Wadestown skull discovery: Wellington resident reports finding human remains in garden
Property in Wadestown, Wellington, where human remains were believed to have been discovered in the garden. Photo / Vita Molyneux
Police are investigating the discovery of possible human remains in a Wellington backyard – discovered while a resident was digging up his garden.
A Wadestown resident wrote on social media that she had discovered what appeared to be a human skull in the garden of her property in Weld St, Wadestown.
‘Police are here because we dug up a human skull and the rest of the body may also be in our garden,’ the resident wrote, adding that the skull appeared to be ‘quite old’.
Crime scene coordinator David Macintosh told the Herald the owner was digging in the garden when they discovered the skull.
“They called the police, we attended and sought confirmation from the anthropologist and pathologist who believe it may be a human skull but cannot determine its age.”
Macintosh confirmed that the skull was not recent and had not been freshly buried. “It’s not a normal thing to find when you dig your garden.”
The owner declined to comment further.
A police spokesman told the Herald the Institute of Environmental Science and Research would analyze the remains.
“Police investigations are ongoing,” the spokesperson said.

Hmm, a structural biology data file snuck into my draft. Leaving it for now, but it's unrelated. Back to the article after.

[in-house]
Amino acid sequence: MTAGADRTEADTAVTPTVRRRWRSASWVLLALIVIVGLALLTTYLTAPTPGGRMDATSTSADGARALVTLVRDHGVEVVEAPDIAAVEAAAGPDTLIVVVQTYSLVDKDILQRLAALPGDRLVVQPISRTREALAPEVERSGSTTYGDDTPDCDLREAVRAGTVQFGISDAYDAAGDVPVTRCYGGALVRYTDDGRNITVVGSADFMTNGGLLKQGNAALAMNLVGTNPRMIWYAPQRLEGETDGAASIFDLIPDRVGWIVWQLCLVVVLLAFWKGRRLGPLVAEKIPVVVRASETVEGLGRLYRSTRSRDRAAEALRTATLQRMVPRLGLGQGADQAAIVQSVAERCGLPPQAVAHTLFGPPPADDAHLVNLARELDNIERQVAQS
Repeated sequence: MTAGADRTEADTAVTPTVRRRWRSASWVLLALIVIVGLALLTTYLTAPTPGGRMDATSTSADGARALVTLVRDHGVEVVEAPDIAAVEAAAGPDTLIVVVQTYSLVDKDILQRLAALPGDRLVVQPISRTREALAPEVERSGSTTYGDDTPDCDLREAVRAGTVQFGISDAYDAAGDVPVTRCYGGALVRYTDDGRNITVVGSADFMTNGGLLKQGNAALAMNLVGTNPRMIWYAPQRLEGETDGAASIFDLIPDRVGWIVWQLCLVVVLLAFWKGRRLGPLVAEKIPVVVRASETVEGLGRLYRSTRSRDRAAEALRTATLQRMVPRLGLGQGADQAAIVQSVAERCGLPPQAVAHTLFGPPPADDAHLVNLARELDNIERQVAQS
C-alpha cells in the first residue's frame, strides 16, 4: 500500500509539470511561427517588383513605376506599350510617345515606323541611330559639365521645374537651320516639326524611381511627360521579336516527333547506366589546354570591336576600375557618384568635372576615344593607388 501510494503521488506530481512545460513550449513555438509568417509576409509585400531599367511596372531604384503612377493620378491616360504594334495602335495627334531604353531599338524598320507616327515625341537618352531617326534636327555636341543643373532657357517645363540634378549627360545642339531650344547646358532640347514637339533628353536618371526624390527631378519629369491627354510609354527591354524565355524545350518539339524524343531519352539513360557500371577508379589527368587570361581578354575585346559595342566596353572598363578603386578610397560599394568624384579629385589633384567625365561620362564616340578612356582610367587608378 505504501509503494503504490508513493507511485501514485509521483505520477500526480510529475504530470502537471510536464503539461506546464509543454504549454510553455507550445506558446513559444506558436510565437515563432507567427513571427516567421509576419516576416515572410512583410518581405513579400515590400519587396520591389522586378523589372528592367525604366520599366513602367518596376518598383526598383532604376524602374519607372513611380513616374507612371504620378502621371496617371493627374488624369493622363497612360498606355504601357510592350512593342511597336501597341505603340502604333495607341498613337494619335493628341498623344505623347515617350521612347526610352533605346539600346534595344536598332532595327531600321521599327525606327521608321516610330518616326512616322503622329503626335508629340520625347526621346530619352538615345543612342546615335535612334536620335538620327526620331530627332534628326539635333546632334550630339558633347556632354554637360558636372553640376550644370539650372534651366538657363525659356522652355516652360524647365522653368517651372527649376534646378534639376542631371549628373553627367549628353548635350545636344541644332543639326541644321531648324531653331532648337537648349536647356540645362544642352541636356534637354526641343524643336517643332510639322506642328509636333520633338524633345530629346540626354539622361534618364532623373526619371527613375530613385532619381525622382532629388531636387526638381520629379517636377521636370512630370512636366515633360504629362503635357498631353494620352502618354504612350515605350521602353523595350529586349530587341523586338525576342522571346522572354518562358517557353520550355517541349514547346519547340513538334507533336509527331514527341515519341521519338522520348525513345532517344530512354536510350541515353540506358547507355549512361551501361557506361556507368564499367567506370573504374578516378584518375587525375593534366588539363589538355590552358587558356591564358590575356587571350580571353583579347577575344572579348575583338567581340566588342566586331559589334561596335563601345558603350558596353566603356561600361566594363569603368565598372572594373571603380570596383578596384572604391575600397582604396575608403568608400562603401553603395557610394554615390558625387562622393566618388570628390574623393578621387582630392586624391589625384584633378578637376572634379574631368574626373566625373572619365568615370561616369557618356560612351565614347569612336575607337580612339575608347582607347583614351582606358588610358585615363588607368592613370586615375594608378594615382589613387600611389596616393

Police were still at the scene on Weld St as of 6 p.m. Saturday. Officers could be seen covering part of the backyard with a tarp.
A scene attendant remained in place overnight and police will return today to continue the investigation.
A neighbor told the Herald he saw one or two police officers in the area around 3 p.m. They said the neighborhood was generally very quiet and the landlords who lived there were friendly.
The Weld St resident described the find as “a bit scary”.
“It would be so scary to garden and find something like that.”
Another neighbor told the Herald that the area where the skull was found has been undisturbed for some time, but recently there has been development and tree felling.
“Just kidding, it’s a cold case because this area hasn’t been disturbed for a long time,” she said. “It’s a little scary out there.”
Wadestown is one of Wellington’s oldest suburbs, and the woman says the remains could have been in the garden for years. But a lot of trash is dumped on the side of the ravine, so it could be that too, she theorized.
“It’s definitely kind of weird but really exciting,” she said. “Things aren’t very exciting here – it’s very boring and suburban.”
Neither the president of the Wadestown Residents Association nor the president of the nearby Highland Park Progressive Association knew of the find when contacted by the Herald this evening.
“It’s obviously a surprise to find something like this,” Highland Park Chairman Greg Hyland said. “It’s not something we see every day, thankfully.”
The community has a rich history, with some of Wellington’s earliest settlers establishing estates there before they were parceled out in modern layouts, he said. Hyland said he doesn’t know what the rules would have been for burying his family on his property more than a century ago, but this scenario would be reassuring.
“We’re hoping it’s a very old skull,” he said.
Wadestown, with a population of just under 4,000, was considered Wellington’s first suburb after it was settled by auctioneer John Wade in 1841. The majority of homes in the area were built in the 1920s, with a Median sale price for area homes these days ranges for $1.88 million, according to OneRoof.co.nz.
The street where the remains were found is considered one of the steepest in the area, according to the Encyclopedia of New Zealand.